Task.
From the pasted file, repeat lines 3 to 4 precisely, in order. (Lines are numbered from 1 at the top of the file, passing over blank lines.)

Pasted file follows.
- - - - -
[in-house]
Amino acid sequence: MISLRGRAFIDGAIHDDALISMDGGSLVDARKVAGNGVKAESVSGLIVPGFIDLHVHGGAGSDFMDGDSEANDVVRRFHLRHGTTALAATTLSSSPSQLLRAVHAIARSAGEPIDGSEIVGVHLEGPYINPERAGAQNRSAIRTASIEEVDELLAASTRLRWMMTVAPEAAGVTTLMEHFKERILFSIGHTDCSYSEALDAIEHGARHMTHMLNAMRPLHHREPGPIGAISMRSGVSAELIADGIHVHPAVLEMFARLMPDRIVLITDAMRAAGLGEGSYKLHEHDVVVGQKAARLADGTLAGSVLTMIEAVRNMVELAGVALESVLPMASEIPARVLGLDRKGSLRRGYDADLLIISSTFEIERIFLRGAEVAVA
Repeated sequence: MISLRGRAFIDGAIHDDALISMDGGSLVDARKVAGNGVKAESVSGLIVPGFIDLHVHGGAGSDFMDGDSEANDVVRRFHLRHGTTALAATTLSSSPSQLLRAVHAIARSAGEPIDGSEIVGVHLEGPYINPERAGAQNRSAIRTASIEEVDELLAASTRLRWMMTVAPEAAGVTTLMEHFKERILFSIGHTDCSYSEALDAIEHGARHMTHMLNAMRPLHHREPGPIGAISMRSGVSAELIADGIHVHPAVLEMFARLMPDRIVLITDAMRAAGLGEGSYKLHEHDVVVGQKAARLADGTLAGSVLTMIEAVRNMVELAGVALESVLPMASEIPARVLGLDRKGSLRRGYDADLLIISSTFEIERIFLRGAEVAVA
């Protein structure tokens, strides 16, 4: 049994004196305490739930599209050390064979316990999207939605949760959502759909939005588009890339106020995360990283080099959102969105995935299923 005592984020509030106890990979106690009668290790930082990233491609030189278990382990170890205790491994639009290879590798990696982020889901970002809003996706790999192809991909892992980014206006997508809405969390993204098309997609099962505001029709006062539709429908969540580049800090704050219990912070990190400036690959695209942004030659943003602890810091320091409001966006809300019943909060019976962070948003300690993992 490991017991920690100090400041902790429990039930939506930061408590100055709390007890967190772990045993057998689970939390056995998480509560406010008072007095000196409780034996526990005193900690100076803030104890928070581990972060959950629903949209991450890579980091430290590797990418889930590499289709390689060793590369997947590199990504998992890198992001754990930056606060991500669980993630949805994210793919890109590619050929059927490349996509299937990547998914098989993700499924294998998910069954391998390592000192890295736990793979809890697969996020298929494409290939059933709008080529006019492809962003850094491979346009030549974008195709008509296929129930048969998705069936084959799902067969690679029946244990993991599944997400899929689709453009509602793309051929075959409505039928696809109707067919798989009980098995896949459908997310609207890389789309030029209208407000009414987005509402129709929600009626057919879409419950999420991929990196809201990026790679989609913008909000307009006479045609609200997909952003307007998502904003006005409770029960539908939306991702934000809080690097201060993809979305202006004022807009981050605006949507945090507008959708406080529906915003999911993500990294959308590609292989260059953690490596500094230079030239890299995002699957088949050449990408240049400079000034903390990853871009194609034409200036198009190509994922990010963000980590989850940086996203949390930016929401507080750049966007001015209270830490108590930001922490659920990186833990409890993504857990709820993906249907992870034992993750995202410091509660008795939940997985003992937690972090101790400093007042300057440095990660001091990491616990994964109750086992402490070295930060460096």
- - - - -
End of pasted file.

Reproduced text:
Repeated sequence: MISLRGRAFIDGAIHDDALISMDGGSLVDARKVAGNGVKAESVSGLIVPGFIDLHVHGGAGSDFMDGDSEANDVVRRFHLRHGTTALAATTLSSSPSQLLRAVHAIARSAGEPIDGSEIVGVHLEGPYINPERAGAQNRSAIRTASIEEVDELLAASTRLRWMMTVAPEAAGVTTLMEHFKERILFSIGHTDCSYSEALDAIEHGARHMTHMLNAMRPLHHREPGPIGAISMRSGVSAELIADGIHVHPAVLEMFARLMPDRIVLITDAMRAAGLGEGSYKLHEHDVVVGQKAARLADGTLAGSVLTMIEAVRNMVELAGVALESVLPMASEIPARVLGLDRKGSLRRGYDADLLIISSTFEIERIFLRGAEVAVA
């Protein structure tokens, strides 16, 4: 049994004196305490739930599209050390064979316990999207939605949760959502759909939005588009890339106020995360990283080099959102969105995935299923 005592984020509030106890990979106690009668290790930082990233491609030189278990382990170890205790491994639009290879590798990696982020889901970002809003996706790999192809991909892992980014206006997508809405969390993204098309997609099962505001029709006062539709429908969540580049800090704050219990912070990190400036690959695209942004030659943003602890810091320091409001966006809300019943909060019976962070948003300690993992 490991017991920690100090400041902790429990039930939506930061408590100055709390007890967190772990045993057998689970939390056995998480509560406010008072007095000196409780034996526990005193900690100076803030104890928070581990972060959950629903949209991450890579980091430290590797990418889930590499289709390689060793590369997947590199990504998992890198992001754990930056606060991500669980993630949805994210793919890109590619050929059927490349996509299937990547998914098989993700499924294998998910069954391998390592000192890295736990793979809890697969996020298929494409290939059933709008080529006019492809962003850094491979346009030549974008195709008509296929129930048969998705069936084959799902067969690679029946244990993991599944997400899929689709453009509602793309051929075959409505039928696809109707067919798989009980098995896949459908997310609207890389789309030029209208407000009414987005509402129709929600009626057919879409419950999420991929990196809201990026790679989609913008909000307009006479045609609200997909952003307007998502904003006005409770029960539908939306991702934000809080690097201060993809979305202006004022807009981050605006949507945090507008959708406080529906915003999911993500990294959308590609292989260059953690490596500094230079030239890299995002699957088949050449990408240049400079000034903390990853871009194609034409200036198009190509994922990010963000980590989850940086996203949390930016929401507080750049966007001015209270830490108590930001922490659920990186833990409890993504857990709820993906249907992870034992993750995202410091509660008795939940997985003992937690972090101790400093007042300057440095990660001091990491616990994964109750086992402490070295930060460096």